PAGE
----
Genesis 2 15 And the Lord God took the man, and put him into the garden of Eden to dress it and to keep it.
The LORD offers a commandment to the first man in the state of his innocency that included a most generous provision for him, a most clear prohibition, and most ominous warning (vv. 16-17).
This is sometimes called the covenant of creation, or the covenant of life, or the covenant of works.
Calvin called it “a test of obedience” (commentary on Gen 2:16).
First, there is the most generous provision, “Of every tree of the garden thou mayest freely eat.” What an incredible variety of trees God gave to man in his innocence to enjoy! You think the fruit of trees in this fallen world taste good now, imagine what they were like before the fall! And notice they were not barred from eating from the tree of life. A way was opened unto man to live forever (see 3:22)!
Second, however, there was the clear prohibition: “But, of the tree of the knowledge of good and evil, thou shalt not eat it” (v. 17a).
We get a clue here as to how sin operates. We know it from our fallen selves. God provides for us a vast array of things that we might pursue that are wholesome, right, good, and soul-satisfying. And what is the thing we crave? That which he in his wisdom forbids.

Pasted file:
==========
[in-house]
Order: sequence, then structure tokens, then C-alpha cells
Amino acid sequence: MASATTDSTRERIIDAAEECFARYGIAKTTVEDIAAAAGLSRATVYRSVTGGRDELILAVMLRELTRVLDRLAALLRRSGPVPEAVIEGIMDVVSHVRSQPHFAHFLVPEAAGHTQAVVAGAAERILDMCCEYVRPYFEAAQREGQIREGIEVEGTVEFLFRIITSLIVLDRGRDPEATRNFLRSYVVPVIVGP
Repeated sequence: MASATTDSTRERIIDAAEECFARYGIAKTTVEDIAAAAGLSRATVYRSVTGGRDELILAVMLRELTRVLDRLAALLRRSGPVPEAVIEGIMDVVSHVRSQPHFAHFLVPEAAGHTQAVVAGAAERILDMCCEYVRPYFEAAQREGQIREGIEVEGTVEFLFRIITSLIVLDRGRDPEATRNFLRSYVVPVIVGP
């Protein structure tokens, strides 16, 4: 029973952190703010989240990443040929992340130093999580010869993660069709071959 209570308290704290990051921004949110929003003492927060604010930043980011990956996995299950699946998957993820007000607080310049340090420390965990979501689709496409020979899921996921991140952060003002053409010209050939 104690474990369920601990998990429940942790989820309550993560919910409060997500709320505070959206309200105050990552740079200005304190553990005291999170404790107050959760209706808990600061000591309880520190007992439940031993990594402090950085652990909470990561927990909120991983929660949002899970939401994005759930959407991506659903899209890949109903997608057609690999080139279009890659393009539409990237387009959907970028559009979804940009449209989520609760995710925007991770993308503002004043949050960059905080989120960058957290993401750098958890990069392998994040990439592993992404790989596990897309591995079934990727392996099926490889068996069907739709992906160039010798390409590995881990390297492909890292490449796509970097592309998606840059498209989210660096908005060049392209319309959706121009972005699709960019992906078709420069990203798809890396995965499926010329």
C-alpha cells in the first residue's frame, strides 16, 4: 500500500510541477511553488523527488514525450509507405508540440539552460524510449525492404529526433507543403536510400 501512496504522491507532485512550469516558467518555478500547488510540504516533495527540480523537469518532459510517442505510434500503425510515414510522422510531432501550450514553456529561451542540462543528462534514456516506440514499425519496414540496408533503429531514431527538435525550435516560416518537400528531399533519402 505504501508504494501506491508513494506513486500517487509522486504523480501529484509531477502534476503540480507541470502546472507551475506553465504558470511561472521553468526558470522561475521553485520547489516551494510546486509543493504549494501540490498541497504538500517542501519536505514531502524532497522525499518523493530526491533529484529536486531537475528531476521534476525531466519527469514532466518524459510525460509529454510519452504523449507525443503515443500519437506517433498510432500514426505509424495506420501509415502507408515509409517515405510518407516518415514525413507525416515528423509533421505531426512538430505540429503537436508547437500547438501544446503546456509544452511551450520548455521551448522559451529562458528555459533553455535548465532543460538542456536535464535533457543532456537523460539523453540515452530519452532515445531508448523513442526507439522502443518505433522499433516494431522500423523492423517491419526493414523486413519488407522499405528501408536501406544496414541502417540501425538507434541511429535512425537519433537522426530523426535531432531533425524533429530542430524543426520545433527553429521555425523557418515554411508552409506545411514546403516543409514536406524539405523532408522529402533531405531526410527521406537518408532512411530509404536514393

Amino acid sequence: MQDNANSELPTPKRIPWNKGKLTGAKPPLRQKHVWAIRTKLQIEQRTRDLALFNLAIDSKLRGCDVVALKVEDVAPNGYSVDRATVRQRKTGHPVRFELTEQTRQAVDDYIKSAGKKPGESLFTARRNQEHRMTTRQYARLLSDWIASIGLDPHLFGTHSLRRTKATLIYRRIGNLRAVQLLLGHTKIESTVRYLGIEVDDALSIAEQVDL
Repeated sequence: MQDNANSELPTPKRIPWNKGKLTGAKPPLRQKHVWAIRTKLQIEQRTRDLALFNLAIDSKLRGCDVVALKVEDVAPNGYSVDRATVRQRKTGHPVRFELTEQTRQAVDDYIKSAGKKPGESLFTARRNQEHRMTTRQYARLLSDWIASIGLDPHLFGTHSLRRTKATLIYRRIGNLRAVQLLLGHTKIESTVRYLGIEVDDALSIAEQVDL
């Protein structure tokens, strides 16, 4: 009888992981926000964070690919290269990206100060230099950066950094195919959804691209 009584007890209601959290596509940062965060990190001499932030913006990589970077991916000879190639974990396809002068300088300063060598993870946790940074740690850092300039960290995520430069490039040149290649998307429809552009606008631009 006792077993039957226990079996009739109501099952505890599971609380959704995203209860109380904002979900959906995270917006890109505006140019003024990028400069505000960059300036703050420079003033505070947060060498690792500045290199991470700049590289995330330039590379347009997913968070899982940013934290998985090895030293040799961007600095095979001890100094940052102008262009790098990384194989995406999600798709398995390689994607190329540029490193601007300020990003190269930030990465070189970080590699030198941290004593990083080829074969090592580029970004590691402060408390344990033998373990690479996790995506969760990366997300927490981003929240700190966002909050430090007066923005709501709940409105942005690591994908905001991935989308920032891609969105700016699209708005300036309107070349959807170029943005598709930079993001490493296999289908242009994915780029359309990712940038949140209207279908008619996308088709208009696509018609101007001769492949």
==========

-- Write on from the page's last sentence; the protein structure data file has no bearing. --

The parent says, Don’t touch the stove, and the child thinks, I wonder what it would feel like to touch the stove! And very often the hand reaches out to touch the stove and gets burned.
There is finally also the ominous warning: “for in the day that thou eatest thereof thou shalt surely die” (v. 17b). Man cannot say he was not warned. Paul will write in Romans 6:23 that the wages of sin is death. God said it first in the garden. Adam and Eve will not immediately drop down dead, but spiritual death and eventual physical death will come the moment this commandment is disobeyed and the covenant is broken.
Grace and peace, Pastor Jeff Riddle